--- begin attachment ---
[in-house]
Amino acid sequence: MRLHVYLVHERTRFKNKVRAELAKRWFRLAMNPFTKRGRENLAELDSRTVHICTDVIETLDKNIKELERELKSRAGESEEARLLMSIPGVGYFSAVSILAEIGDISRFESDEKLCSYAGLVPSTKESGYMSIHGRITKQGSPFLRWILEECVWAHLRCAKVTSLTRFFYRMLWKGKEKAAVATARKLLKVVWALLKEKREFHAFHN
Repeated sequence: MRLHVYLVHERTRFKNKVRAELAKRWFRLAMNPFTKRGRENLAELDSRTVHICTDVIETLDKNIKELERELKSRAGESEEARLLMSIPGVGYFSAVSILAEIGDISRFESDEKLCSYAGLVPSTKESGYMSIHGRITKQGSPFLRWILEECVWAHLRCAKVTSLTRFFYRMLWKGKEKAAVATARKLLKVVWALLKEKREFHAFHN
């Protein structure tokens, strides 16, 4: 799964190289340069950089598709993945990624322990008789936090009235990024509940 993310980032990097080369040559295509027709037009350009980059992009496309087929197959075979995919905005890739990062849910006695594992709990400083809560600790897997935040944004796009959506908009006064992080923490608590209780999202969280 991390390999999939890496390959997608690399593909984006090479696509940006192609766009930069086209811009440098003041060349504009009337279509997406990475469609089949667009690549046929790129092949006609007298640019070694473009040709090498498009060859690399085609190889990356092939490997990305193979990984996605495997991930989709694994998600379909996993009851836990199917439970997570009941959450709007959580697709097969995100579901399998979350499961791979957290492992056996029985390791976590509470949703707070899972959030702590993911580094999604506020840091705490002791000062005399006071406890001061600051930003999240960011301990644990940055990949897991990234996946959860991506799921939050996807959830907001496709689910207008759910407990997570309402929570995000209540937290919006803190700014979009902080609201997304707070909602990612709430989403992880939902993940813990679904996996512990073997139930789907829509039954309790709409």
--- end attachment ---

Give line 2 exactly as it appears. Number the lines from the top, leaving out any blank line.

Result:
Amino acid sequence: MRLHVYLVHERTRFKNKVRAELAKRWFRLAMNPFTKRGRENLAELDSRTVHICTDVIETLDKNIKELERELKSRAGESEEARLLMSIPGVGYFSAVSILAEIGDISRFESDEKLCSYAGLVPSTKESGYMSIHGRITKQGSPFLRWILEECVWAHLRCAKVTSLTRFFYRMLWKGKEKAAVATARKLLKVVWALLKEKREFHAFHN